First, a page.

There would be no discussion of polyamory outside of polygamy in the Hebrew context because all of the women living with and sexually involved with the man would be considered wives or concubines and it would be described as polygamous.  One would hope that where polygamy existed there was some level of polyamory.  Unfortunately we see the pain that comes in a polygamous situation where love is withheld from one of the wives in the story of Jacob.

There was no need to protect a woman or children if the relationship was between two men or two women. There would be no Ketubah in these scenarios.  This is one of the big differences between ancient Israel and the modern day United States.

Today in the United States we have a very different concept of marriage and an across the board application of Biblical ideas would require much more nuance than is offered in the Nashville Statement.  Marriage, for example, is not defined by the church but by the state.  Churches have been granted the authority to oversee the legal union of couples, but not the authority to define who can and can’t marry or what rights are granted them within marriage.  This can be a confusing issue but if a pastor is found to be performing “marriages” without a license or the intent of filing the legal paperwork they will have their right to perform marriages on behalf of the state revoked.

The government has chosen to grant specific rights within the marital union that are withheld from couples who are unmarried. These are related to tax status, death status, custody of children and property.  Prior to marriage rights being extended by the government to same sex couples there were various state level protections afforded to them.  Time and again couples found that if they crossed state or international lines or if any legally recognized representative for the individual objected to the wishes being expressed by a same sex partner the protections were not upheld.  For example, if a partner was attempting to enact end of life care that was spelled out in legal documents for their same sex partner but a parent or child of that partner came forward and objected the parent or child was granted the legal privilege.  Unless the shared home was in both partner’s names a quick court run by a family member would generally grant legal standing to the family member.  The relationship and the legal efforts to enact the partners’ wishes proved, repeatedly, to be ineffective.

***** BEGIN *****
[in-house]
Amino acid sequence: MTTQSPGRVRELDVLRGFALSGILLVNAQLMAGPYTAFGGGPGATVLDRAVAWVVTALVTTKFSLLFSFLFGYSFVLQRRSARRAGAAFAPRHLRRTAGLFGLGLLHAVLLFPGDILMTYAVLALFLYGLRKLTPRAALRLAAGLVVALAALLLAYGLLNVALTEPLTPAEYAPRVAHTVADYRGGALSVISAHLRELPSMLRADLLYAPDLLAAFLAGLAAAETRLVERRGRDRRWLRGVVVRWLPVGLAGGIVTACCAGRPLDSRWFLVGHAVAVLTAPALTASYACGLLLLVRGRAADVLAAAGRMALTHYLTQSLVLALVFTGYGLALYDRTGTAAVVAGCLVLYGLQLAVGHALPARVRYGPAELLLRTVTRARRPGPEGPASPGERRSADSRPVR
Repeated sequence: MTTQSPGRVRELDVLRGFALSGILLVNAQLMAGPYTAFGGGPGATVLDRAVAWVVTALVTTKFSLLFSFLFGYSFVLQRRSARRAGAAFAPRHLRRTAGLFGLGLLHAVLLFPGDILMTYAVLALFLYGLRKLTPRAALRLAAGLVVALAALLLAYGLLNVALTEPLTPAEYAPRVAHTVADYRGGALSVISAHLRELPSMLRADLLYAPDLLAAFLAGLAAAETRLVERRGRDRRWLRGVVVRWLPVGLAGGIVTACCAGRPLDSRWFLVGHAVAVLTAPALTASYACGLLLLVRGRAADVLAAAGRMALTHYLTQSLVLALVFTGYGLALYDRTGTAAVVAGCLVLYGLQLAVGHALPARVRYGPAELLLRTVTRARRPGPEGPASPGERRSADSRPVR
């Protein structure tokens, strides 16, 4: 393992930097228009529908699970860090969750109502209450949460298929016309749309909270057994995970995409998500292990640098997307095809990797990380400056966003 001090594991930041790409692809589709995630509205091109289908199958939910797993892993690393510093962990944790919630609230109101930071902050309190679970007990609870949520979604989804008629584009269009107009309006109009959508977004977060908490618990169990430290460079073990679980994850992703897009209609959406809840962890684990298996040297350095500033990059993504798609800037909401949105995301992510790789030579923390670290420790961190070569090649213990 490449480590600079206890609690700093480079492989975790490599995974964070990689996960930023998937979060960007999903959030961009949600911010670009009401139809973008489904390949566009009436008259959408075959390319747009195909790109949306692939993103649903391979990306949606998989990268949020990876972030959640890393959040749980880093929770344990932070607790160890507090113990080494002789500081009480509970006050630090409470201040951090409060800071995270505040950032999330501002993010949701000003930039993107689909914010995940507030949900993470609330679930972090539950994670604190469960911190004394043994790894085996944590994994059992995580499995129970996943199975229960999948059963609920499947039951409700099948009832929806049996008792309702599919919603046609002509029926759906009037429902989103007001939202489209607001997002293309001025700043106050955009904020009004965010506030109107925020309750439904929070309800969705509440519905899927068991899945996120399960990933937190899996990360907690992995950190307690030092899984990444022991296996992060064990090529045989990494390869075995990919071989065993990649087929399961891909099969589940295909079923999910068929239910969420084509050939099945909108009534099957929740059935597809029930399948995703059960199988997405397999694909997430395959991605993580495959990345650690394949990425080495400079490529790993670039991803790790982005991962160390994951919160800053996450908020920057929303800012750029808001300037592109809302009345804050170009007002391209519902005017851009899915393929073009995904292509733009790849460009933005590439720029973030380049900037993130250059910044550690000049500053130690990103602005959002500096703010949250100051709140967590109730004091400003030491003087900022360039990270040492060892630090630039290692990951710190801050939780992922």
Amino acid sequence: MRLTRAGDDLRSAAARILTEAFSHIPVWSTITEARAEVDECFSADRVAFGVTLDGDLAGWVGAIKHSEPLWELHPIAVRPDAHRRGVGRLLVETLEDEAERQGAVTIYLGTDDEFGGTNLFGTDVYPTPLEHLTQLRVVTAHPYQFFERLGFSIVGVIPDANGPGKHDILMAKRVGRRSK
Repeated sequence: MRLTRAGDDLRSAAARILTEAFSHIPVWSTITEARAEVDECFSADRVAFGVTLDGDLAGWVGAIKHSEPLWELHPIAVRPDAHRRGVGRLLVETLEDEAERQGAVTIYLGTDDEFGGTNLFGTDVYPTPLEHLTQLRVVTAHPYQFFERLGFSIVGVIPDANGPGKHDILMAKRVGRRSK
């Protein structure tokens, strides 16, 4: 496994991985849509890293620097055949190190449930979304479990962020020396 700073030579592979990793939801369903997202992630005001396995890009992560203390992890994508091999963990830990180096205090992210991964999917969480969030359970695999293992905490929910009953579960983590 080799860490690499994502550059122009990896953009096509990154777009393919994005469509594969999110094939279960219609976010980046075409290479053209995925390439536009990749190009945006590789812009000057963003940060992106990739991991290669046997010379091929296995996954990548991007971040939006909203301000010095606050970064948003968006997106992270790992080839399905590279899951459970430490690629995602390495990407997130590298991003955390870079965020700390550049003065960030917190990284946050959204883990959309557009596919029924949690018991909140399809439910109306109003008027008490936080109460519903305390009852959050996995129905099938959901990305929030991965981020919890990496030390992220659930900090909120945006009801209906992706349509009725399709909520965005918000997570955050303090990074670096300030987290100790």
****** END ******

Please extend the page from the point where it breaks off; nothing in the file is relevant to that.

The legal standing of same sex marriage is not a religious issue. It is a legal one.  There is no need to draft such a large and intentionally devaluing document.  I’m still going to address each article, but I wanted to say that up front.

As for a few specifics about heterosexual marriage that were thrown in here to tear down other people:

People who are married and due to health or accident are unable to have sex are still married.

People who are unable to procreate for whatever reason, intentional or not, are still married.

As Jesus reinforced, God granted divorce because of the hardness of people’s hearts.  God granted it.  Sometimes it is the most blessed thing that can happen between two people and often times the person who actually files the paperwork is not the one with the hard heart – they are merely the one acknowledging that the death of the marriage is complete and it is time to part ways.